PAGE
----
The struggle for equality in the church has taken several leaps forward and a significant step back in recent weeks. The U.S. Catholic bishops, in a highly publicized draft report on "women's issues," refused once again to stand up against the Vatican's ban on women priests.
The pastoral document, which will go before the whole body of American bishops in June, condemned sexism in society as a "moral and social evil" and said the church should examine its own "practices, possessions, power structures, and lifestyles" for repressive aspects - but held on to the male-only priesthood.
"Since the bishops are in the position of not extending the fruits of baptism to all people," feminist theologian and author Sister Madonna Kolbenschlag told Sojourners, "they shouldn't be saying anything about women - only about sexism and patriarchy. I don't think women can take seriously anything they say about women."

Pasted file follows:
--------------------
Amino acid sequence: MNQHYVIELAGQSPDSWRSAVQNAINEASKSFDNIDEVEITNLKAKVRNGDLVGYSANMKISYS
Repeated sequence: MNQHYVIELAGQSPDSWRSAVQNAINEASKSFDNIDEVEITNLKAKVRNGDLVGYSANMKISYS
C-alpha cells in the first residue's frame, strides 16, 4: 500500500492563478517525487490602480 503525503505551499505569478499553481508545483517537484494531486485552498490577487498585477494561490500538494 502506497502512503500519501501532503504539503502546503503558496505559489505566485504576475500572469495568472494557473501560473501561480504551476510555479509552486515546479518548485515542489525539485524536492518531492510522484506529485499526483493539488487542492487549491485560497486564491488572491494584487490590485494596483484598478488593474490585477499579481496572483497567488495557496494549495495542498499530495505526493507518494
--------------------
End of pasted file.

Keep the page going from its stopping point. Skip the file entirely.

On a brighter note, the first women priests in the Anglican Church in Australia were ordained in March by Archbishop Peter Carnley of Perth, who declared, "Today we ordain 10 women, but we liberate tens of thousands." Six weeks before the historic ceremony, Dawn Kenyon - who had been ordained a priest in New Zealand in 1987 - was installed as Australia's first woman rector in a mining-community parish east of Perth.
The Anglican Communion worldwide now has 1,342 women ordained to the priesthood, according to the Anglican Consultative Council in London. The Church of England will vote in November on whether to ordain women. In diocesan synod voting across England earlier this year, two-thirds of the laity and somewhat fewer of the clergy indicated that they now endorsed women priests.